When we work with teachers to build online content, one thing that occasionally happens is that a teacher will start loading the course with PowerPoints and PDFs. While this might work if you are using the course as a storage place for materials, they generally make for weak stand-alone content.
The general rule in web design is to use PDFs in two circumstances. First off, no one likes to click on PDFs and will only do so if you force them, so PDFs are really useful if you have to put something on a website but you don’t want anyone to actually READ it. So if you have a written report of that time in college when you serenaded your whole dormitory at three in the morning after a night of celebrating the end of finals, and you need to put in online, make a PDF of it and stick it on your website! Not that I would know, but you get the idea. Likewise, if you’ve got something that you have to put in a course, but don’t want the students to see, put it in a PDF. No one will ever know what it says, and your shady past will be safe. Bill Clinton and Richard Nixon would have had much less controversial presidencies if they knew of the power of PDFs to hide information in plain sight.
The other, more legitimate use, is when the user should print the document for a specific, non-digital task. In Japanese, for example, practicing motor skills for writing the characters is helpful, so PDFs for writing practice are a good idea. So I wouldn’t go so far as to say not to use PDFs, but in the majority of cases information in a PDF can be presented in a much better way.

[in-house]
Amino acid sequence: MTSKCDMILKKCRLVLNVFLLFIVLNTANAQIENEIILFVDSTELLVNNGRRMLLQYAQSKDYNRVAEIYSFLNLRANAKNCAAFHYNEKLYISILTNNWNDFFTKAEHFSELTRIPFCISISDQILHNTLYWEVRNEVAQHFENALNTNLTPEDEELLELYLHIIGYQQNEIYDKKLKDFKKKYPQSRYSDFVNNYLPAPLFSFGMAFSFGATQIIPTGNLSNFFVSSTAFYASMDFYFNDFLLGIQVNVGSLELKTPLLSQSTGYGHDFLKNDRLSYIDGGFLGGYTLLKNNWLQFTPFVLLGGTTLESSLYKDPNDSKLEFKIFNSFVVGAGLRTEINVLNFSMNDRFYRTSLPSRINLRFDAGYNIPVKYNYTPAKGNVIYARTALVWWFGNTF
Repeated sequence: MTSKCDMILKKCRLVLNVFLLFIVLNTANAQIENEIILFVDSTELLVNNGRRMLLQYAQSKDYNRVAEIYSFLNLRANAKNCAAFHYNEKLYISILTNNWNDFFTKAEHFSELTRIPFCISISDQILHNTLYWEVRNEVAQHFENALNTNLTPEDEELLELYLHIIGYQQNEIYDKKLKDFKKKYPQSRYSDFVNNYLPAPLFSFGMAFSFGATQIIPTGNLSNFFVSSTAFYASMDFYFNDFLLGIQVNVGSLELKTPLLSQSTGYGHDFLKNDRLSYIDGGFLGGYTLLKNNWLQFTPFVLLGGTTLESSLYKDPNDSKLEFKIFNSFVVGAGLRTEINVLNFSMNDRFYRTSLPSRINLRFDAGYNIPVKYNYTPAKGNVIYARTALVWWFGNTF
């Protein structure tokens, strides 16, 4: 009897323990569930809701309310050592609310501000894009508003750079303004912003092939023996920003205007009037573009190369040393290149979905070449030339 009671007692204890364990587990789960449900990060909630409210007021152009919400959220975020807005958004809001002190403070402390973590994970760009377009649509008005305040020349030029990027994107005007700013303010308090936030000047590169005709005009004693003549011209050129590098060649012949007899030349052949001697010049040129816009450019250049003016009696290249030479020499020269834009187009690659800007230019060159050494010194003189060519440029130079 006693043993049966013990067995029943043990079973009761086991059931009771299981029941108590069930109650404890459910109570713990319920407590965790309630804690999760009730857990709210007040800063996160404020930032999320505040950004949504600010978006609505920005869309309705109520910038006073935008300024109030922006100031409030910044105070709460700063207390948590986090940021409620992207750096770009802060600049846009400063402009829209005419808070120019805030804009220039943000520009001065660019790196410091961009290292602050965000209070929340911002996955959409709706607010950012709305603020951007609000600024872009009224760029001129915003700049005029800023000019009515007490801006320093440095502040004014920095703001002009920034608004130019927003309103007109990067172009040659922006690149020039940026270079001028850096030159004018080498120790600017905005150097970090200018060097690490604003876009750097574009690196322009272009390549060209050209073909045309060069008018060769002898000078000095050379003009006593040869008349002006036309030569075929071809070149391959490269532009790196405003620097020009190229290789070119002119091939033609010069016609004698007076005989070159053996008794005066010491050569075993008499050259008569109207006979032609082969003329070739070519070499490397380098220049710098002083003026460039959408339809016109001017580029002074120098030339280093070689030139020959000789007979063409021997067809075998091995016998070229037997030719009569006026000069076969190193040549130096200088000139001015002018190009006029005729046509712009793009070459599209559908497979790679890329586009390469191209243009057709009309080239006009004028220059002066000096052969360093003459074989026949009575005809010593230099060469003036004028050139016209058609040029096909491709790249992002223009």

I dislike PowerPoints even more. PowerPoint was made to replace a slide projector, which in itself is an ancient technology. So from a conceptual standpoint, PowerPoint was made to retrofit an analog tool onto a digital medium. It was flawed from the start, and that was ages ago. It’s also a very passive teaching tool. Users generally sit and watch or listen (or stab themselves with pencils to stay awake). PowerPoints in an online course are even more lifeless. I hear this countered with the fact that teachers will often ask students to MAKE PowerPoints, which supposedly justifies the whole thing because now it an ACTIVITY and the students are DOING something. It’s like disagreeing with arms proliferation, but asking students to make AK-47s because building something is good for them. Sure, making a PowerPoint is more active, but I fail to see the benefit in teaching students to make something that is in essence about as exciting to watch as The Waltons. It’s just compounding the problem, people!
If you doubt me, just ask yourself this: When was the last time you left a PowerPoint presentation and said to yourself, “WOW! That was an AWESOME PowerPoint! I wish I could SEE THAT AGAIN!” Seriously, I know you’re sitting there, trying frantically to think of a really good PowerPoint you’ve seen, and you’re saying, “I’ve seen hundreds of PowerPoints! There must be ONE that I liked!” But you can’t think of one, can you? Not one, right? See? That’s because there is no such thing as a really good, educational PowerPoint. It’s like Sasquatch, Alien Abduction, or finding the other sock after it goes missing in the laundry. It just doesn’t happen. It’s a flawed tool that should be put in the same place we put those big yellow phone books that telephone companies keep bringing to my house every year.